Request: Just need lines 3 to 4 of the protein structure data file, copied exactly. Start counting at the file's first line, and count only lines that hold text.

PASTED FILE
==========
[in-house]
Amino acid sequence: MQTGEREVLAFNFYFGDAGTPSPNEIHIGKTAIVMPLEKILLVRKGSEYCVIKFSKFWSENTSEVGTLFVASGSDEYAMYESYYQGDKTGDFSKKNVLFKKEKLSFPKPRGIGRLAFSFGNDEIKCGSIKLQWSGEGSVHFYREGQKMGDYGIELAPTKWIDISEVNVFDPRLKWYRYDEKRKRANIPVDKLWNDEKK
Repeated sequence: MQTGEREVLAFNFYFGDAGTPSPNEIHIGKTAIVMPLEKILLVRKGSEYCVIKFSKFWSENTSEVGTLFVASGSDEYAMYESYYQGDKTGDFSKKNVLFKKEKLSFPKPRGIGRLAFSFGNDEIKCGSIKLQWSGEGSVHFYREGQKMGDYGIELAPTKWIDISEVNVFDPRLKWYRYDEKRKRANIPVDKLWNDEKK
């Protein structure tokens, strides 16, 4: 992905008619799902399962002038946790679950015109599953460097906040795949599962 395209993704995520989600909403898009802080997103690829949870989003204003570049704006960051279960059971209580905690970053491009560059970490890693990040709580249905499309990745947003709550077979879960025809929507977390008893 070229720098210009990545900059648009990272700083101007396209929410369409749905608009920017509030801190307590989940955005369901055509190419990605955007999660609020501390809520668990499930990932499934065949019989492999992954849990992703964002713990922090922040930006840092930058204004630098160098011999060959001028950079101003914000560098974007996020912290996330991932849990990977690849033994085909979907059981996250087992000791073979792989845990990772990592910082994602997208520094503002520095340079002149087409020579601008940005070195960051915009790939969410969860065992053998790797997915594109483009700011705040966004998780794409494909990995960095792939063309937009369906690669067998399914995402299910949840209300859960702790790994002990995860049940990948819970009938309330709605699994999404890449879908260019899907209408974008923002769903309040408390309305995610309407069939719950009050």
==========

Repeated sequence: MQTGEREVLAFNFYFGDAGTPSPNEIHIGKTAIVMPLEKILLVRKGSEYCVIKFSKFWSENTSEVGTLFVASGSDEYAMYESYYQGDKTGDFSKKNVLFKKEKLSFPKPRGIGRLAFSFGNDEIKCGSIKLQWSGEGSVHFYREGQKMGDYGIELAPTKWIDISEVNVFDPRLKWYRYDEKRKRANIPVDKLWNDEKK
């Protein structure tokens, strides 16, 4: 992905008619799902399962002038946790679950015109599953460097906040795949599962 395209993704995520989600909403898009802080997103690829949870989003204003570049704006960051279960059971209580905690970053491009560059970490890693990040709580249905499309990745947003709550077979879960025809929507977390008893 070229720098210009990545900059648009990272700083101007396209929410369409749905608009920017509030801190307590989940955005369901055509190419990605955007999660609020501390809520668990499930990932499934065949019989492999992954849990992703964002713990922090922040930006840092930058204004630098160098011999060959001028950079101003914000560098974007996020912290996330991932849990990977690849033994085909979907059981996250087992000791073979792989845990990772990592910082994602997208520094503002520095340079002149087409020579601008940005070195960051915009790939969410969860065992053998790797997915594109483009700011705040966004998780794409494909990995960095792939063309937009369906690669067998399914995402299910949840209300859960702790790994002990995860049940990948819970009938309330709605699994999404890449879908260019899907209408974008923002769903309040408390309305995610309407069939719950009050």